I have been working on my rudder castings to install on my set of brand spanky new H18 hulls...these hulls come from the factory with the one piece cast euro gudgeons...which have an interferance fit with the lower casting. So it takes a bit of work on the lower castings to get everything to fit, but the results are worth it!
Thought I would post this in case anyone else is looking to do the upgrade...plus there are a few other ideas thrown in as well.
In all, it takes between .200" to .250" (about 3/16 to 1/4 inch) of material to be removed from the lower casting in order to have the casting fit onto the gudgeon attached to the hull. This is without removing material for using the stainless steel washer in the assembly as is the regular rudder assembly practice...I am going to moniter how the plastic bushing shoulders in the euro gudgeons wear...but I don't think the washer will be needed, and I really didn't want to remove any additional material if not necessary. I used painters tape to keep from scratching the castings while handling them (they are new), and the blue tape on the bottom is lined up with the initial "rough out" mark. Also tape every orifice off to keep dust out.
I removed .060 to .065 from the top part of the lower casting just to square everything up where it sits on the bushing in the gudgeon (both gudgeons and rudder castings use bushings), and then removed the remaining material off the bottom of the rudder casting (.150 to .180, depending on the side, each casting is unique) in order to maintain clearance away from the drain plug housing on the hull (not much extra room, so plan accordingly). This also took care of about 99% of some surface casting porosity. It is nice to square these surfaces up since they ride against the large shoulder of the bushings in the euro gudgeons; it helps to spread the load out and minimize early wear.
In addition to that, I had to remove a surprising amount of material around the perimeter of the castings since the 1-piece gudgeons don't extend out from the hulls as far as regular stainless gudgeons (material removal required to allow clearance / casting rotation).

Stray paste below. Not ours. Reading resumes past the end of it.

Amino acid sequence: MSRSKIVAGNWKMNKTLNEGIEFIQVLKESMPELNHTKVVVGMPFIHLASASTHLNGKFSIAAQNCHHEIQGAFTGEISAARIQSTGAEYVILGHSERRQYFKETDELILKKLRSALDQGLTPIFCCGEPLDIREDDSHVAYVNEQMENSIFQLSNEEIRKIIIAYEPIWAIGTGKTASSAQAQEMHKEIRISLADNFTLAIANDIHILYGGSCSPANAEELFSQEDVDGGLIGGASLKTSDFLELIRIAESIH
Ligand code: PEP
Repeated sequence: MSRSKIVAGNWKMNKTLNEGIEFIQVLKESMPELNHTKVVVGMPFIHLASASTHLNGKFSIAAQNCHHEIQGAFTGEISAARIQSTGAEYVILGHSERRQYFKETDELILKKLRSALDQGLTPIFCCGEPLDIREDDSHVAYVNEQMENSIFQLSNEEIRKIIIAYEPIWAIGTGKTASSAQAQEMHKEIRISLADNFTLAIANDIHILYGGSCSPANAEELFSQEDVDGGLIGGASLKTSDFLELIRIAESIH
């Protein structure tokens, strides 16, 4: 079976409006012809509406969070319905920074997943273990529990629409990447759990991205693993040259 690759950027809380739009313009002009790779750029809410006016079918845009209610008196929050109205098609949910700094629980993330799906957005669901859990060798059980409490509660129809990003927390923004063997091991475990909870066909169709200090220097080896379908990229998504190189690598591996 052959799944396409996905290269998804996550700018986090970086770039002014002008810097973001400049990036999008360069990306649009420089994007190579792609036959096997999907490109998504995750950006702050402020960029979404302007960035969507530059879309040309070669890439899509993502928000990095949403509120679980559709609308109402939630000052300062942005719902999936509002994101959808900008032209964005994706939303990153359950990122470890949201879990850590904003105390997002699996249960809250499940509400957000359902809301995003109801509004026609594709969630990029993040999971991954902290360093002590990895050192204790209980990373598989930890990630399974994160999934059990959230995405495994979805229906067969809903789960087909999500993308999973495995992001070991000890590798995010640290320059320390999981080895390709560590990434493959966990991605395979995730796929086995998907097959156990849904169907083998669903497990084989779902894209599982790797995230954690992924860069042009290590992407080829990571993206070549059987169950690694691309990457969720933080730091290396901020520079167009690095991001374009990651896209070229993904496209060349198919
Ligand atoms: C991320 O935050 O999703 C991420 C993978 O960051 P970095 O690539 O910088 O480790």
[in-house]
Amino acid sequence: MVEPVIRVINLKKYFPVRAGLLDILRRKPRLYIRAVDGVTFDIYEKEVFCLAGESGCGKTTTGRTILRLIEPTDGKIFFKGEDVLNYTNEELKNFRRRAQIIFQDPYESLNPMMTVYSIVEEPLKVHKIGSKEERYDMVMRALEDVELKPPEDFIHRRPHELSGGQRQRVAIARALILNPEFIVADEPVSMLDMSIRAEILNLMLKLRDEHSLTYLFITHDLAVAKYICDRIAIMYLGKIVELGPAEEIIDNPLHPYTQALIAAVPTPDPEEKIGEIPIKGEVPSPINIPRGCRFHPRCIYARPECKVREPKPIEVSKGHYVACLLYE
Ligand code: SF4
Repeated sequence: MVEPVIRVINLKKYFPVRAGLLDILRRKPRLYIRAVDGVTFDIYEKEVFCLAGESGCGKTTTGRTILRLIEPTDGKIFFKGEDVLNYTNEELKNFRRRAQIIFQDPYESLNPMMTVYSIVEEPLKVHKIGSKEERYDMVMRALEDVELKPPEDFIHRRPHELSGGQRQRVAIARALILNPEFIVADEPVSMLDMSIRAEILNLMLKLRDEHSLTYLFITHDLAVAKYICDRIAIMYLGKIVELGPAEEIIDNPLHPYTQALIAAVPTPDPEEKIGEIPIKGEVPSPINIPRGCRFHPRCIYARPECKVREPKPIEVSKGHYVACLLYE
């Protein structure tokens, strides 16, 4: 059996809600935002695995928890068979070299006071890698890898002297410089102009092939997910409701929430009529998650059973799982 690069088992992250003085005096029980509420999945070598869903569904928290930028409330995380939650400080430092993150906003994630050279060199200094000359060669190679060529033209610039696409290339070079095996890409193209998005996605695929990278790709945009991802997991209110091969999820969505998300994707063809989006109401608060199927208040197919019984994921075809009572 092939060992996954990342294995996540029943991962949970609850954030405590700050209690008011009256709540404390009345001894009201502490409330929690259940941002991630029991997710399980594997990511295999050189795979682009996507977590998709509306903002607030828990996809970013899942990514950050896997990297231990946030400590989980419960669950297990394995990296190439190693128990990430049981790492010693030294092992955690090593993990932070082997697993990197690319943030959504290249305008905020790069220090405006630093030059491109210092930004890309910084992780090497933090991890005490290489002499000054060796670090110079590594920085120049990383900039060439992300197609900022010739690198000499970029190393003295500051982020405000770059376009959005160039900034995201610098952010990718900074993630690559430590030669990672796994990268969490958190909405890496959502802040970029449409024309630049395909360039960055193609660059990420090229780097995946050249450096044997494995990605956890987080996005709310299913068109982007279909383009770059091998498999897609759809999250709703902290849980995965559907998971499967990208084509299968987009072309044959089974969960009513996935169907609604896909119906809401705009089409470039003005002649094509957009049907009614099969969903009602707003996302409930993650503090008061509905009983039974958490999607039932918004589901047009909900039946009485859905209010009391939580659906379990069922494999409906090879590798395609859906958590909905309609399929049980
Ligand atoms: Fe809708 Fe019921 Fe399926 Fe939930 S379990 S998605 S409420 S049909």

I faired the removed material into the rest of the castings both for looks and to avoid stress concentration (the 'step' that resulted from the initial material removal). Cleaned & touched up the castings with some custom-blended paint...might not last as long as re-anodizing, but I am not in salt water, either. Cleaned with near boiling hot water...does a great job of getting rid of the grey aluminum dust and getting everything back to black again.
Counterbored the rudder pin holes for the nylon bushings which made a HUGE difference in the amount of "play" in the bushing...they are kind of a sloppy fit otherwise, even brand new. Capturing the shoulder of the bushing really tightened things up nicely, and should help keep them epoxied in place.
I scuffed the outsides of the bushings before gluing in...I have had problems with epoxy sticking to these before.
The top bushings (see pic above) I left slightly proud to facilitate retainer pin removal and to keep the retainer pins from rubbing on the castings. Rudder pins are custom polished stainless for a silky smooth feel (for now, at least!).
I set my blades up raked forward, and have had good luck using 3M adhesive backed velcro (use the fuzzy side only) as a bump-stop against the casting...use a sliver of rubber (stolen from a soft-grip ink pen) underneath for even more protection or as a shim if needed.
A lot of work & time to get them this far, but I am happy with the way they are turning out.
Eventually I'll post a few ideas I've learned for drilling rudder blades...getting them where you want...accurately.